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Philodendrons are popular houseplants and the genus is the second-largest member of the family Araceae, after the genus Anthurium. Many of these plants are grown as ornamental and indoor plants. The name is derived from the Greek words philo- or "love and affection" and dendron for "tree".
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These tropical plants are native to rainforests where they ruggedly climb trees. When in a home setting, these plants prefer dappled light, much like the canopy of a tropical rainforest. Upright varieties are much more accepting of bright sun, but they appreciate some spotted shade. Colored-leaf varieties need a good amount of bright light in order to show their best colors. When in too much shade, they tend to fade to a dull green.

With heart-shaped leaves of a deep green color, these plants are a wonderful accent in any home setting. Climbing varieties can be trained around windows, up poles, or down the sides of containers. The upright types tend to be larger-leaved and have a more compact habit. Upright varieties are also slower growing but can become large.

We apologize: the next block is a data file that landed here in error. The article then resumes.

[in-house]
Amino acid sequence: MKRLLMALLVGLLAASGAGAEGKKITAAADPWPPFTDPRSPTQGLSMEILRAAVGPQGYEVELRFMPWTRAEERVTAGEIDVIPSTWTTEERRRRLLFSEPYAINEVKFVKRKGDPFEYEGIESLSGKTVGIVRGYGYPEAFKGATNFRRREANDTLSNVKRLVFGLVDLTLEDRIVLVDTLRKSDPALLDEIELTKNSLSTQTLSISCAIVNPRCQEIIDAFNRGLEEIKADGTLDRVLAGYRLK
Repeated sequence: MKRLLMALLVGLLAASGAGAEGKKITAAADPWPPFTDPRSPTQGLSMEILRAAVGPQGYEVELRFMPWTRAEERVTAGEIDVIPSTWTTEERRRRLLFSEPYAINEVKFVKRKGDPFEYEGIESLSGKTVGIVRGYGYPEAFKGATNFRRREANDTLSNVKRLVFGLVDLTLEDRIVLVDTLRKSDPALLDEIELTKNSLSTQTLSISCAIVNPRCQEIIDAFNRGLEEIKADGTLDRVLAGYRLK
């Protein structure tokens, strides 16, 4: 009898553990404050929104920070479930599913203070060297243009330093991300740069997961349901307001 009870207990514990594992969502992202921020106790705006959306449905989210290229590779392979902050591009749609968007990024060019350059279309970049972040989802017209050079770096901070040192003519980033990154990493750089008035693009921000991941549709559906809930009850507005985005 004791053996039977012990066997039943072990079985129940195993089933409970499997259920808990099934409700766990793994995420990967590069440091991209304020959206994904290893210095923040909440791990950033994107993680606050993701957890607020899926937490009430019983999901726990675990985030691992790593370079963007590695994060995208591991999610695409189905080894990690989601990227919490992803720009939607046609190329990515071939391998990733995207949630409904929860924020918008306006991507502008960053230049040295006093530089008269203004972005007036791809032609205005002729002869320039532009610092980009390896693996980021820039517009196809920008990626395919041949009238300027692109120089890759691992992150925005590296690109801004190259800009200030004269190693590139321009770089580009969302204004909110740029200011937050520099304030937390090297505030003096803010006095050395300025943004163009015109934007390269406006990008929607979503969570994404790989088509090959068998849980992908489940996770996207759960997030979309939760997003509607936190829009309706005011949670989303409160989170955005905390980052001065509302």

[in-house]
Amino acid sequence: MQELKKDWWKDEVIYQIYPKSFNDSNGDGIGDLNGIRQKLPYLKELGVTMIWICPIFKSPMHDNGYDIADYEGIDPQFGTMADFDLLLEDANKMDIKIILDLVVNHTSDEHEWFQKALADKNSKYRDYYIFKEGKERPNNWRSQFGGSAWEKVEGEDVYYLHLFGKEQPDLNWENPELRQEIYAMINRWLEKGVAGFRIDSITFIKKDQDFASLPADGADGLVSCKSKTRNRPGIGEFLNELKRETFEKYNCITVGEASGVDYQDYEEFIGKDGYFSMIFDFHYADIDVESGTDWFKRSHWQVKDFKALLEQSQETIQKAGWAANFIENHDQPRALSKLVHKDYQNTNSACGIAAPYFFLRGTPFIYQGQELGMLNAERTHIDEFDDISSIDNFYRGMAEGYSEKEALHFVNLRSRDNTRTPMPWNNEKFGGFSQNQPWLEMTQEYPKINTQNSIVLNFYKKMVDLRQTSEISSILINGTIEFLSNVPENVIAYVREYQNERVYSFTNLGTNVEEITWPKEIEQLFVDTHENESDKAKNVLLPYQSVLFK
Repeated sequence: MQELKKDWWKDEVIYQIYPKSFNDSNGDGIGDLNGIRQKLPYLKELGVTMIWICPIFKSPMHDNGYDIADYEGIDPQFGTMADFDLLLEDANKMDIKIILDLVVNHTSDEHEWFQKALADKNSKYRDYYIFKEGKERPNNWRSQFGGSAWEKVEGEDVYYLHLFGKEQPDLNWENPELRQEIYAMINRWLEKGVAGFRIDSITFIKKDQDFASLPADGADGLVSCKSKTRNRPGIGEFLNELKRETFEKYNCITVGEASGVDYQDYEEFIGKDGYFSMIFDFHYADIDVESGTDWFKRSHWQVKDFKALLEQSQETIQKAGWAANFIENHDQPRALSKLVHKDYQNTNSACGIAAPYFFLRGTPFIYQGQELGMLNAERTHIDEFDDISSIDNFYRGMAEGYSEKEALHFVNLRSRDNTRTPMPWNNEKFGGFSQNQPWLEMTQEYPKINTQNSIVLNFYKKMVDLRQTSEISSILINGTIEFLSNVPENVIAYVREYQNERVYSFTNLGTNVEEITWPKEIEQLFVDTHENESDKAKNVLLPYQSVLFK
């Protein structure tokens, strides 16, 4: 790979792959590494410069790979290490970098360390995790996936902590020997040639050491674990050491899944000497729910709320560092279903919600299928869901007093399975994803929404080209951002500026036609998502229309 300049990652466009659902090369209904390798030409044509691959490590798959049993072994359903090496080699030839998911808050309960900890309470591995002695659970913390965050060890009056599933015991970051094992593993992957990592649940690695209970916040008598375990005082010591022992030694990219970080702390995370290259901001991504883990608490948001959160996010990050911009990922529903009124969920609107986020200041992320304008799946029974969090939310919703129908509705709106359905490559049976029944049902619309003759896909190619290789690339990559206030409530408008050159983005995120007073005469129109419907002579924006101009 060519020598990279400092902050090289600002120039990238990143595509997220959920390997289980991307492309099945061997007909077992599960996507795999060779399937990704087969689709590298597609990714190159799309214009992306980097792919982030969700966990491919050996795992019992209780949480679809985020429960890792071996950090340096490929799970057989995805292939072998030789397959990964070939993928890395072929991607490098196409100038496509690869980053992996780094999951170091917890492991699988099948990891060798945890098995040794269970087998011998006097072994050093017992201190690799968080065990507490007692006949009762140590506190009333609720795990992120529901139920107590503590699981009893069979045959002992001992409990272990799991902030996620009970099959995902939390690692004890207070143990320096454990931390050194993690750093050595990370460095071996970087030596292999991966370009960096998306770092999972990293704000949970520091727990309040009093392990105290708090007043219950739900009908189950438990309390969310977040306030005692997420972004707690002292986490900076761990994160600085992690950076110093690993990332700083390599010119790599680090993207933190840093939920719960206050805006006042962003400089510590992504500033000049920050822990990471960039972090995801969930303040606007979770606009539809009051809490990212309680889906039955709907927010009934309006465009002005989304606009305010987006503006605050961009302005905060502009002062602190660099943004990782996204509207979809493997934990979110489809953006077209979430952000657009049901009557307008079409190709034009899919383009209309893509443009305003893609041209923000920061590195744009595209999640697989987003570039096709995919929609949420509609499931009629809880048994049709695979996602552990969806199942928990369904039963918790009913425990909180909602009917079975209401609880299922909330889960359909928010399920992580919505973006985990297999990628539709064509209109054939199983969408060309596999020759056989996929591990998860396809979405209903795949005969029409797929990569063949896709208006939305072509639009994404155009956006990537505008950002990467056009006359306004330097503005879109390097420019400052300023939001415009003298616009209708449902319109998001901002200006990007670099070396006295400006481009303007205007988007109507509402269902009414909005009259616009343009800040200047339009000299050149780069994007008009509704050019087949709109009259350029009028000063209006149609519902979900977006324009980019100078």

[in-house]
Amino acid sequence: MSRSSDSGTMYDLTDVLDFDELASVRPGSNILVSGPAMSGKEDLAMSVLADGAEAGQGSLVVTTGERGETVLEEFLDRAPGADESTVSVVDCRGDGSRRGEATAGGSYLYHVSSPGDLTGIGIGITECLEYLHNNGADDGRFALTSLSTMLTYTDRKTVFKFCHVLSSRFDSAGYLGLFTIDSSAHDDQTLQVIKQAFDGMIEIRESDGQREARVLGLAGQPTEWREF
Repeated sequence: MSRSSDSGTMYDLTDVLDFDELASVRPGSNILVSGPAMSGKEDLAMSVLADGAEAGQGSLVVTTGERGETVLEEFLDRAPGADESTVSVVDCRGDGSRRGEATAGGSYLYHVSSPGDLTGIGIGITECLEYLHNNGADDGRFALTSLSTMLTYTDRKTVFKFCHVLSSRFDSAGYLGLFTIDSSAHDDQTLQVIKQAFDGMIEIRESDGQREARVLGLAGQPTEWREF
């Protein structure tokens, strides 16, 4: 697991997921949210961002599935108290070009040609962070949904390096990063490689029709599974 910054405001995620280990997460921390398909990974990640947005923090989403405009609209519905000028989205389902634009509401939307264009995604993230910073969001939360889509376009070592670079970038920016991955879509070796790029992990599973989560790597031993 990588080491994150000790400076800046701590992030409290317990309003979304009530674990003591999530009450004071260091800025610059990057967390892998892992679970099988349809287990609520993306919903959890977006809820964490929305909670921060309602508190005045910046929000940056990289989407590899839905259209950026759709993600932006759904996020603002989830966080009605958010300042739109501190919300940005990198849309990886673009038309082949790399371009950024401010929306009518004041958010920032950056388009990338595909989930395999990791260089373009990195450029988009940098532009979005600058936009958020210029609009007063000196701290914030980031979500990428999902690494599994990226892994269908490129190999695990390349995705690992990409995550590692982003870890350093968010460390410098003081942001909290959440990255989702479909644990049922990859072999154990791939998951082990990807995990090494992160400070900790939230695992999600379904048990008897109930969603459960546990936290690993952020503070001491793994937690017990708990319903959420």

Light: Philodendrons like moderate to partial sunlight, but keep out of harsh direct afternoon sun.

Temperature: These plants prefer Night temperatures of 65 °- 85 °F.

Soil: Choose a well-drained potting medium that will not stay wet for too long; philodendrons prefer even moisture and do not like sitting in wet soils. Upright varieties are much more tolerant of drought but also prefer evenly moist soil. When plants sit in the same soil for long periods of time, they can accumulate salt deposits from the water, which leads to leaf burn (browning and yellowing of leaf tips and edges). You can thoroughly flush the soil by running water through it until the water coming out the bottom of the pots runs clear.

Philodendrons are toxic to humans and pets.